Highlights of the week:
EXACT Trial Launched; New Gene Therapy Option for Refractory Angina, CAD Patients
EXACT, a first-in-human clinical trial examining the safety and efficacy of using an adenoviral vector to more efficiently deliver human vascular endothelial growth factor (VEGF) directly into the myocardium with the goal of stimulating angiogenesis in patients suffering from refractory angina due to advanced coronary artery disease (CAD), has launched at Duke. Investigators on the trial include E. Magnus Ohman, Thomas Povsic (serving as site and national PI) and cardiothoracic surgeon Adam Williams.
The first treatment at Duke was performed by Williams on June 23.
“This is a very exciting time – this trial is the first of its kind,” said Williams. “It has the potential to change the landscape for patients with refractory angina by providing a new therapy that has the potential to stimulate the body to grow new blood vessels in the heart.”
Patients with refractory angina due to advanced CAD are often referred to as ‘no-option’ patients, according to Ohman.
When patients are first diagnosed with CAD, the treatment approach typically involves lifestyle changes along with medications and, as the disease progresses, interventions such as angioplasty or coronary artery bypass grafting can be performed to improve blood flow throughout the heart. As CAD becomes more severe, however, medications may not be as effective and patients eventually exhaust all options for revascularization. Patients with refractory angina due to CAD have typically had prior interventions to open vessels in the heart, but can continue to experience pain or pressure in their chest due to the diffuse nature of their disease. This is an experience that can be severely debilitating, occurring on a daily basis, significantly limiting their quality of life.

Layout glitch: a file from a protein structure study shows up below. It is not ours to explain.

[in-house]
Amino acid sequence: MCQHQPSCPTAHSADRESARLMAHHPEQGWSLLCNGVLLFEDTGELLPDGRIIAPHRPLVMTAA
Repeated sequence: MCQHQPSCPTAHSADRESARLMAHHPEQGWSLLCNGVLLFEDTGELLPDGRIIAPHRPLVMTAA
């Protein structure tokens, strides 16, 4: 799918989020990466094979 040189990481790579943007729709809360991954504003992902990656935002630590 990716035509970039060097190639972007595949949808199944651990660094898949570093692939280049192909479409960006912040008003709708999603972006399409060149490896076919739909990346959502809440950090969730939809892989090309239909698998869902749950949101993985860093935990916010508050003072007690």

“At this point, Ohman says, “there are very few options and we have been working on trying to figure out more ways to help these patients. This trial represents a significant new option for them.”
Other EXACT trial sites enrolling patients are located in OH, MN, GA and FL.
“Treatments for patients such as these are desperately needed and this is a new option offered here at Duke that is not available elsewhere in this region,” says Povsic. “This option represents a novel approach from conventional revascularization or medical therapy, and aims to address the fundamental deficit of microvascular dysfunction and lack of blood flow to the myocardium.”